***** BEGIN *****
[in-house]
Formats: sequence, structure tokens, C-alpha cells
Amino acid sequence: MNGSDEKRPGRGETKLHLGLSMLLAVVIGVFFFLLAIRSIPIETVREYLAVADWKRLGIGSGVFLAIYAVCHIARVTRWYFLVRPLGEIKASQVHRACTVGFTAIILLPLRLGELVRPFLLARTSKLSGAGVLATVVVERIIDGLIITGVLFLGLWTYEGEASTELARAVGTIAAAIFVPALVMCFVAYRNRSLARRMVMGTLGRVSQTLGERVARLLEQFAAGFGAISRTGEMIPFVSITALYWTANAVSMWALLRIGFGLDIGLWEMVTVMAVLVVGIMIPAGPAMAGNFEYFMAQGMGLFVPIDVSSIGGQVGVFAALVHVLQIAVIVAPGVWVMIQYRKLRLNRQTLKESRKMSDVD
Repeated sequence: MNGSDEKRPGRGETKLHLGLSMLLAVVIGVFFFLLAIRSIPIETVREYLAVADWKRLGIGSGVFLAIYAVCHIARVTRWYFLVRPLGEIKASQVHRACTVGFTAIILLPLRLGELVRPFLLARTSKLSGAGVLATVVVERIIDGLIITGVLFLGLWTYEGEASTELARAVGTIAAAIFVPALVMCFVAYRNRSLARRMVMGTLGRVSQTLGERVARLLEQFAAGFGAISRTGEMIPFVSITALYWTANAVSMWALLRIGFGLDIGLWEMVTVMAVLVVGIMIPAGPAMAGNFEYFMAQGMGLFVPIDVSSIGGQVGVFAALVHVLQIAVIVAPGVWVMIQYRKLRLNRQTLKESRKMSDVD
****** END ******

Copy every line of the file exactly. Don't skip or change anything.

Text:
[in-house]
Formats: sequence, structure tokens, C-alpha cells
Amino acid sequence: MNGSDEKRPGRGETKLHLGLSMLLAVVIGVFFFLLAIRSIPIETVREYLAVADWKRLGIGSGVFLAIYAVCHIARVTRWYFLVRPLGEIKASQVHRACTVGFTAIILLPLRLGELVRPFLLARTSKLSGAGVLATVVVERIIDGLIITGVLFLGLWTYEGEASTELARAVGTIAAAIFVPALVMCFVAYRNRSLARRMVMGTLGRVSQTLGERVARLLEQFAAGFGAISRTGEMIPFVSITALYWTANAVSMWALLRIGFGLDIGLWEMVTVMAVLVVGIMIPAGPAMAGNFEYFMAQGMGLFVPIDVSSIGGQVGVFAALVHVLQIAVIVAPGVWVMIQYRKLRLNRQTLKESRKMSDVD
Repeated sequence: MNGSDEKRPGRGETKLHLGLSMLLAVVIGVFFFLLAIRSIPIETVREYLAVADWKRLGIGSGVFLAIYAVCHIARVTRWYFLVRPLGEIKASQVHRACTVGFTAIILLPLRLGELVRPFLLARTSKLSGAGVLATVVVERIIDGLIITGVLFLGLWTYEGEASTELARAVGTIAAAIFVPALVMCFVAYRNRSLARRMVMGTLGRVSQTLGERVARLLEQFAAGFGAISRTGEMIPFVSITALYWTANAVSMWALLRIGFGLDIGLWEMVTVMAVLVVGIMIPAGPAMAGNFEYFMAQGMGLFVPIDVSSIGGQVGVFAALVHVLQIAVIVAPGVWVMIQYRKLRLNRQTLKESRKMSDVD